Home  -  About us  -  Editorial board  -  Search  -  Ahead of print  -  Current issue  -  Archives  -  Instructions  -  Subscribe  -  Contacts  -  Advertise - Login 
Year : 2019  |  Volume : 9  |  Issue : 2  |  Page : 261-282

Frontal bone fractures and frontal sinus injuries: Treatment paradigms

Commanding Officer Military Dental Centre (Gough Lines), Secunderabad, Telangana, India

Correspondence Address:
Priya Jeyaraj
Commanding Officer Military Dental Centre (Gough Lines), Secunderabad, Telangana
Login to access the Email id

DOI: 10.4103/ams.ams_151_19

PMID: 31909005

Rights and Permissions

Background: Timely, expeditious and appropriate management of Frontal bone fractures and associated Frontal Sinus (FS) injuries are both crucial as well as challenging. Treatment options vary considerably, depending upon the nature, extent and severity of these injuries as well as operator skill, expertise and experience. In cases of posterior table fractures of the Frontal Sinus, literature reports have in general, propounded direct visualization and exploration of the sinus via a bifrontal craniotomy, followed by sinus cranialization. Aims and Objectives: To review the standard protocols of management of Frontal bone fractures and Frontal Sinus injuries. To assess the efficacy of a more conservative approach in the management of outer and inner table fractures of the FS. Materials and Methods: Contemporary and evolving management protocols and changing treatment paradigms of different types and severities of frontal bone fractures and frontal sinus injuries, have been presented in this case series. A useful Treatment Algorithm has been proposed to efficiently and effectively manage these injuries. Results: In the present case series, effective and satisfactory results could be achieved in cases of significantly displaced inner and outer table fractures of the Frontal sinus by a more conservative protocol comprising of open reduction and internal fixation carried out via the existing scar of injury, without having to resort to the more radical intracranial approach and sinus cranialization. Nevertheless, presence of complicating factors such as cerebrospinal fluid rhinorrhea, evidence of meningitis or the development of encephalomeningocoeles necessitated the standard protocol of sinus exploration and its cranialization or obliteration. Conclusion: Management protocols of Frontal Sinus injuries vary, based on aspects such as the timing of presentation and intervention, degree of injury sustained, concomitant associated Craniomaxillofacial injuries present, presence of complicating factors or Secondary/Residual deformities & Functional debility, and need to be decided upon on a case to case basis.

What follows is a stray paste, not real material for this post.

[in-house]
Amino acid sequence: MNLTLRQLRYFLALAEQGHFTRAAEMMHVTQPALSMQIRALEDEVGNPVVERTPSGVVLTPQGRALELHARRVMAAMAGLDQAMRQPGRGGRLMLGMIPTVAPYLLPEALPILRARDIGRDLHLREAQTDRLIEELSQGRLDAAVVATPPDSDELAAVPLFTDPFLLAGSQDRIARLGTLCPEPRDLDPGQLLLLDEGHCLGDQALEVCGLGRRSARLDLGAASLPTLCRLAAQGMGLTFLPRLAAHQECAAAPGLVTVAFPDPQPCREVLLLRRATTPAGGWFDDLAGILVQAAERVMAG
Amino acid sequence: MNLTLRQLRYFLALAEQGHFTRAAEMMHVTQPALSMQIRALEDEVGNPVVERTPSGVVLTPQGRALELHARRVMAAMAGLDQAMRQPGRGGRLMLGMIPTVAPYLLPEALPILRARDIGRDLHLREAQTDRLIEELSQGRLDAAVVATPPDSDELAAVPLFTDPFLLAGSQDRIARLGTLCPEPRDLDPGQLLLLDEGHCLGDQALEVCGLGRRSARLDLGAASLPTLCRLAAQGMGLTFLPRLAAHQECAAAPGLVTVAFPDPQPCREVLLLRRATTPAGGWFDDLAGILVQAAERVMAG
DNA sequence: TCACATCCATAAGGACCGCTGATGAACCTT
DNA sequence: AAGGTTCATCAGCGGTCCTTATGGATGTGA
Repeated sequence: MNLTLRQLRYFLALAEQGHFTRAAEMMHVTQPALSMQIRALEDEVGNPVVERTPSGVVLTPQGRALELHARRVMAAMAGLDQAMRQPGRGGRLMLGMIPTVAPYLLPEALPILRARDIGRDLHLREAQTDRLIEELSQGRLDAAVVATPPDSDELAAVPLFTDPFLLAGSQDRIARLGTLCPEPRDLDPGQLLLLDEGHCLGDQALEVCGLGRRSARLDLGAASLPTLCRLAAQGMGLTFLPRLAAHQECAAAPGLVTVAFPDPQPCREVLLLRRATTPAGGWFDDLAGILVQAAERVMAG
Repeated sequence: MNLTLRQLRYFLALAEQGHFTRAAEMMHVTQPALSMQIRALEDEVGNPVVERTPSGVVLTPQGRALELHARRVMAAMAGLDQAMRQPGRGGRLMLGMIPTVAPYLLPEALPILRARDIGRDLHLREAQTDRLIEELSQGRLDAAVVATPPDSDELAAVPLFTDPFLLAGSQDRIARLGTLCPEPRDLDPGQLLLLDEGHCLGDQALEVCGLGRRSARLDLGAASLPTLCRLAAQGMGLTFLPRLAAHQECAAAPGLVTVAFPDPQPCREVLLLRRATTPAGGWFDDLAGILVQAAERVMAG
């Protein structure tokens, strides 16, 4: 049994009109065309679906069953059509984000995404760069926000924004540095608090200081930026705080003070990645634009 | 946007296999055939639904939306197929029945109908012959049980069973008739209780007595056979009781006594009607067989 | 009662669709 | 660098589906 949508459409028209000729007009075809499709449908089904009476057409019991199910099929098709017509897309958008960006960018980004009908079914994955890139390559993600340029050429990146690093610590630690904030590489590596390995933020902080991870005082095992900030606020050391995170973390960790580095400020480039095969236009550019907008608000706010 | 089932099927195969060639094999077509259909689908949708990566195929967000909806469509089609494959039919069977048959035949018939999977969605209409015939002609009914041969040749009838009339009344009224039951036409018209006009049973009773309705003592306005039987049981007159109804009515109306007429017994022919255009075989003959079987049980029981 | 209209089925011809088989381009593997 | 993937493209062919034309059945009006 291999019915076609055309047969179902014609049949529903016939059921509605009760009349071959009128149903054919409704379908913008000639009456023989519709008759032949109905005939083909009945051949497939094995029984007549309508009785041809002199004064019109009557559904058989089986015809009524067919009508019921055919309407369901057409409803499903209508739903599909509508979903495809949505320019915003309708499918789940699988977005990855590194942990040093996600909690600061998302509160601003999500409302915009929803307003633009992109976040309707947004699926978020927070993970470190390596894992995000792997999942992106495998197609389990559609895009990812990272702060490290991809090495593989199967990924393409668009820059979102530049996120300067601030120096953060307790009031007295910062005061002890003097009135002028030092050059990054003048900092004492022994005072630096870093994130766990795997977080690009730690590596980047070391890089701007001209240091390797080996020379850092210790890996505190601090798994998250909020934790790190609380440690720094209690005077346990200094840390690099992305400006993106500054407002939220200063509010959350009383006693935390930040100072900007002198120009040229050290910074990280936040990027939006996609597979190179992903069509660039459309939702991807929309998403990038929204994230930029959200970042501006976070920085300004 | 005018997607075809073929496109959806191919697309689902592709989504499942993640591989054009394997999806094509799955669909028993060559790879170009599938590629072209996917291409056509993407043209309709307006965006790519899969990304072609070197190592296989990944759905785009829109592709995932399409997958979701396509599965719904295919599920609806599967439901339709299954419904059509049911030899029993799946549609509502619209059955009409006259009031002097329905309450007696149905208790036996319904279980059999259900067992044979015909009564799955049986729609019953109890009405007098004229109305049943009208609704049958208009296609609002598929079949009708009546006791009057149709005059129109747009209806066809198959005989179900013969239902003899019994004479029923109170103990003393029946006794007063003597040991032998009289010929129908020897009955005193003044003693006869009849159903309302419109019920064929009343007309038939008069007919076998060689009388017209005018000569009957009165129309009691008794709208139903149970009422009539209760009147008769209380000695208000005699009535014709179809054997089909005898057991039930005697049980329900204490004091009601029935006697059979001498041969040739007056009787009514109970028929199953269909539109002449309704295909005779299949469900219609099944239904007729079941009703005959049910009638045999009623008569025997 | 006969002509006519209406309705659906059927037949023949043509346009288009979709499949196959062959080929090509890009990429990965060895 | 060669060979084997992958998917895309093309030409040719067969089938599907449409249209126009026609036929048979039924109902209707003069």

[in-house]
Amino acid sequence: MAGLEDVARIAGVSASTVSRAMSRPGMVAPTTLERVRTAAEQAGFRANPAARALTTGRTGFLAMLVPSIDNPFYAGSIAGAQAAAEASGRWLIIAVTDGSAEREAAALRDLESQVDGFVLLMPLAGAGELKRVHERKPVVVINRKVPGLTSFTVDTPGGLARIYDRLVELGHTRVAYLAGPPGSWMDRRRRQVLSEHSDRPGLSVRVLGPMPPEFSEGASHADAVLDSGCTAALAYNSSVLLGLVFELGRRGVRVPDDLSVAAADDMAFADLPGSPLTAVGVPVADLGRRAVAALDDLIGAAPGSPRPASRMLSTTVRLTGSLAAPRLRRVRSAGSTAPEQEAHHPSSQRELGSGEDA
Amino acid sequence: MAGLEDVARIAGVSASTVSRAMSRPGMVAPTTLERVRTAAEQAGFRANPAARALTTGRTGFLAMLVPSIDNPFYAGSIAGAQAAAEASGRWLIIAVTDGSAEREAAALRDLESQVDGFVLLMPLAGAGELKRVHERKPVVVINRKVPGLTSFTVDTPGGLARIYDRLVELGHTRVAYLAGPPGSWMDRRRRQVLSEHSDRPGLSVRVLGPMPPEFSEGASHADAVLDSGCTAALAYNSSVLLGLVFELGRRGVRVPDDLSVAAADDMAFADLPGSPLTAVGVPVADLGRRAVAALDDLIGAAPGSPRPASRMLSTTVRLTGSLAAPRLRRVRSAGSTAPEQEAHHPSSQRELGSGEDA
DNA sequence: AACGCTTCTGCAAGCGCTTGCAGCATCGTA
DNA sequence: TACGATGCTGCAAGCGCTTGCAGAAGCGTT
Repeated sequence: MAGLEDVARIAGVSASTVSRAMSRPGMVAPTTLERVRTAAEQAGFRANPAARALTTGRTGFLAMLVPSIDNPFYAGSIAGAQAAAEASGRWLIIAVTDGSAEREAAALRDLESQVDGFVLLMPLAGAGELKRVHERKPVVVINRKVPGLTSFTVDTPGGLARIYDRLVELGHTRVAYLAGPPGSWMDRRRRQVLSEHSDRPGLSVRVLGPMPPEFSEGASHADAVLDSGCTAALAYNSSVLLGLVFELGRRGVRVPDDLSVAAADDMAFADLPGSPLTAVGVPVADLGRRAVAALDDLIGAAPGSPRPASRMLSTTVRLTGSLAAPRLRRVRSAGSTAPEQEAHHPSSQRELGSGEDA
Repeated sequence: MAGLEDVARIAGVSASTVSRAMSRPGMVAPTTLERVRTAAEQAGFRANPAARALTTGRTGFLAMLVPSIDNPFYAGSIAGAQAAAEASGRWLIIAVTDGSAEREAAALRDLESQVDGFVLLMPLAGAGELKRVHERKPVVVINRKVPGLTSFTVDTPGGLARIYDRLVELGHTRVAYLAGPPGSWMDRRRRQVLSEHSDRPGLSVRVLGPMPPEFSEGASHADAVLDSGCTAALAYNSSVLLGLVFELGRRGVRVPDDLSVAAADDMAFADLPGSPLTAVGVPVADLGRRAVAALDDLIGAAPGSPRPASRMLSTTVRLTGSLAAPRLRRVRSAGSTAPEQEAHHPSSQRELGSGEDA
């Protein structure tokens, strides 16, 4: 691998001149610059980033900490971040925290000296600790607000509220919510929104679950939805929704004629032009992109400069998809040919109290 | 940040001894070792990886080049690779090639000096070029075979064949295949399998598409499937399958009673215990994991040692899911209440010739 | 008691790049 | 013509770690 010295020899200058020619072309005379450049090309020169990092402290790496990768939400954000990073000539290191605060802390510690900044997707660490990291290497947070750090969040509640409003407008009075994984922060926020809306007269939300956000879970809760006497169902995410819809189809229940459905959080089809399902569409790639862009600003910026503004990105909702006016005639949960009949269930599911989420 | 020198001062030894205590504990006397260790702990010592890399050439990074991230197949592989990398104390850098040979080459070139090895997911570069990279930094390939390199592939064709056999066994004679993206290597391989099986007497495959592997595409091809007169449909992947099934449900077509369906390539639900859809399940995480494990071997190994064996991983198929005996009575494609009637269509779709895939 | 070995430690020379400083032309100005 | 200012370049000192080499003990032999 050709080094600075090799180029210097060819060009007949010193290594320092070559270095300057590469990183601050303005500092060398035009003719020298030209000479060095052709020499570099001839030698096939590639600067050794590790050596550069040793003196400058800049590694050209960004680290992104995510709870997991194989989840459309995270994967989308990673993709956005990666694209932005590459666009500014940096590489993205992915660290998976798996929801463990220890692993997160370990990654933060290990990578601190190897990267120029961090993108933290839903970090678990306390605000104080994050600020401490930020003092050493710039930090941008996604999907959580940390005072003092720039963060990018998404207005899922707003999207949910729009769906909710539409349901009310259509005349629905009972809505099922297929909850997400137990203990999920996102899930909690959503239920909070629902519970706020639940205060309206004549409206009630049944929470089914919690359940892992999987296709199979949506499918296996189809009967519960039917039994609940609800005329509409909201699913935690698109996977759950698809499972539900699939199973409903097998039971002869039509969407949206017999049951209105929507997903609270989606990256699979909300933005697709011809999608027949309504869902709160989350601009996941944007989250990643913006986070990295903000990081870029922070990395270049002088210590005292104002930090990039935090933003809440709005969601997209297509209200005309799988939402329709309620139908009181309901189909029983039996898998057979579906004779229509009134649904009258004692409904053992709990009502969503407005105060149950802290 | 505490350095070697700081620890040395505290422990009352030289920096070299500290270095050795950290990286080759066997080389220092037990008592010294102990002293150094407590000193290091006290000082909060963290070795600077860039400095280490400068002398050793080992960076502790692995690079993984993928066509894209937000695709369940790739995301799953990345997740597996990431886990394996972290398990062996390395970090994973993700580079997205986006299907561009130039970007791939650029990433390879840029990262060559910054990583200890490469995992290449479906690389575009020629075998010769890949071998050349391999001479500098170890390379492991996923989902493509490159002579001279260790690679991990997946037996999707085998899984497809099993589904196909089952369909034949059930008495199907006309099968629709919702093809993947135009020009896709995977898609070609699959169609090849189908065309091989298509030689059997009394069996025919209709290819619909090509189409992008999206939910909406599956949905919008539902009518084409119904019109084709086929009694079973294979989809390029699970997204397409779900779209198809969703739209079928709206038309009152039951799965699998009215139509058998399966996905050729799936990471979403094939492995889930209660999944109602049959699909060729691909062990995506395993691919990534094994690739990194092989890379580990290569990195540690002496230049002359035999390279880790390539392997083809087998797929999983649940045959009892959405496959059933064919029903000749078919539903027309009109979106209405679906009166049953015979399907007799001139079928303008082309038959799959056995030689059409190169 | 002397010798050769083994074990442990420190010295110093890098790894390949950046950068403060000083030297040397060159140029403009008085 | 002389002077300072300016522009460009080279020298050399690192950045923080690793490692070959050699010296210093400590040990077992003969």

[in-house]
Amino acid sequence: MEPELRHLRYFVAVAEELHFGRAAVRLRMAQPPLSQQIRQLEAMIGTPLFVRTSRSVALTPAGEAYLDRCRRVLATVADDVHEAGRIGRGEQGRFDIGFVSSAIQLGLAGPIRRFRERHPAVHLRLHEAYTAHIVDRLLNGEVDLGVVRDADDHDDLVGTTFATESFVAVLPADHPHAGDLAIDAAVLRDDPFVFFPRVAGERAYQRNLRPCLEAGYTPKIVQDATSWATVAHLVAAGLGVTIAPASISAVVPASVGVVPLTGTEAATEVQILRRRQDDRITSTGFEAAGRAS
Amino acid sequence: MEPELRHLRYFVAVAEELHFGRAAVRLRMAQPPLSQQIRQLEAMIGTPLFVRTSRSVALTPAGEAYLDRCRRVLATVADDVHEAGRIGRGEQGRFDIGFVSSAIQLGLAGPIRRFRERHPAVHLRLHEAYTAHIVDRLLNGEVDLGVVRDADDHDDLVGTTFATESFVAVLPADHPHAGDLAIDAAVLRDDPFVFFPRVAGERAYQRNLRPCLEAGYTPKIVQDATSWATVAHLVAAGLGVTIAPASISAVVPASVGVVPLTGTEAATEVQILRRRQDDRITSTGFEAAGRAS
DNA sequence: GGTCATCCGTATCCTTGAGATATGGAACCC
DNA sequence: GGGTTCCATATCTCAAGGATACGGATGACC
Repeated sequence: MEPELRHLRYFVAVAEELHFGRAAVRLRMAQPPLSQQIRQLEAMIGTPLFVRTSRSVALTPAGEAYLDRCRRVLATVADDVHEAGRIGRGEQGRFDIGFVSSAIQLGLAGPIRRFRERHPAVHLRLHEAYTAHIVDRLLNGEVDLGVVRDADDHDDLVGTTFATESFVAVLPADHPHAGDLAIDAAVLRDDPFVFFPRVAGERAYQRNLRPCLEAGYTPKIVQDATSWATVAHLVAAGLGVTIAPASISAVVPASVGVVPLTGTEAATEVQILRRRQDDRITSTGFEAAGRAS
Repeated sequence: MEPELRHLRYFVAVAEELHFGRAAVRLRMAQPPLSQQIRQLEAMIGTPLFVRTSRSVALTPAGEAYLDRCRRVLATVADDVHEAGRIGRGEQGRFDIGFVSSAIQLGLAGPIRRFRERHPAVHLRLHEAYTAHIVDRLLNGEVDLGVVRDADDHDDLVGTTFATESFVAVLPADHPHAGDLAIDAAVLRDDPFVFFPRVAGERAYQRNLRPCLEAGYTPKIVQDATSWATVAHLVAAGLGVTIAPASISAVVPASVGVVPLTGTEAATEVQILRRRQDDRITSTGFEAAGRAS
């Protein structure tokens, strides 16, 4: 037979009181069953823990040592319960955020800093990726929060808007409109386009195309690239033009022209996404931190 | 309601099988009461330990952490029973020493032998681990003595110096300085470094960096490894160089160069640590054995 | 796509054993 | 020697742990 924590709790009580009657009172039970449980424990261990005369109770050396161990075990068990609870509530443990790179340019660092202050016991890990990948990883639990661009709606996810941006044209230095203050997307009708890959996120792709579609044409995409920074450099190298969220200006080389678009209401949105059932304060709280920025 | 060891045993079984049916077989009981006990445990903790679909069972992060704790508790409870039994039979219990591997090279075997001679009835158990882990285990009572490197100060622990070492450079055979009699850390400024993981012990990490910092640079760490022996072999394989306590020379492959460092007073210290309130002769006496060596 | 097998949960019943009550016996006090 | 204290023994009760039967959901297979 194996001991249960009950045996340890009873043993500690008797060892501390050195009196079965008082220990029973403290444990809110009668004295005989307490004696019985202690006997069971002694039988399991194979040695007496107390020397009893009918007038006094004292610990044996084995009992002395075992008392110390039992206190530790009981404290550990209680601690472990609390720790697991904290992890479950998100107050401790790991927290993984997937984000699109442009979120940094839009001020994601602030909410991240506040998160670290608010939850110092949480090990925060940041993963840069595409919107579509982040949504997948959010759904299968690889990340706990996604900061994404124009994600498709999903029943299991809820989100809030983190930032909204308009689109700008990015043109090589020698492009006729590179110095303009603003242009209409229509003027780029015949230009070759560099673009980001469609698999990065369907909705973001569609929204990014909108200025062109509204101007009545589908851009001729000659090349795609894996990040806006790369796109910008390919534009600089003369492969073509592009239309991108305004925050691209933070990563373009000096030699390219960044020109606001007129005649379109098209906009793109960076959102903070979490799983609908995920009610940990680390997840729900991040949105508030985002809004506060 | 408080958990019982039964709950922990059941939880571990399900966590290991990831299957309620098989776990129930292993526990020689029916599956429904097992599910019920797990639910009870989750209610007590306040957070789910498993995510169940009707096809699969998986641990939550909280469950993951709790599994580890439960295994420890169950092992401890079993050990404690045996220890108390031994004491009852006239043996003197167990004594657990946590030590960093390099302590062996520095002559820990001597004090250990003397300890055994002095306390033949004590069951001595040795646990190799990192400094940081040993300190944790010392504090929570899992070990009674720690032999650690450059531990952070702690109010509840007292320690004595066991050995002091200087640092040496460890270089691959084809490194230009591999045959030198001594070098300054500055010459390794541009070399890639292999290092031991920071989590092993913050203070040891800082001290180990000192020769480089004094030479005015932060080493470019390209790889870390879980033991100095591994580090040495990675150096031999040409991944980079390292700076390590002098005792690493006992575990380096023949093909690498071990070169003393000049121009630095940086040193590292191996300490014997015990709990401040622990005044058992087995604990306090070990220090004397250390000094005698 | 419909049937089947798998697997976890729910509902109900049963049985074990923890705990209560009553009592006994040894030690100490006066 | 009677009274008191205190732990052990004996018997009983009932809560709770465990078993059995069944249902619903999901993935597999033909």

Print this article     Email this article
 Next article
 Previous article
 Table of Contents

 Similar in PUBMED
   Search Pubmed for
   Search in Google Scholar for
 Related articles
 Citation Manager
 Access Statistics
 Reader Comments
 Email Alert *
 Add to My List *
 * Requires registration (Free)

 Article Access Statistics
    PDF Downloaded541    
    Comments [Add]    
    Cited by others 6    

Recommend this journal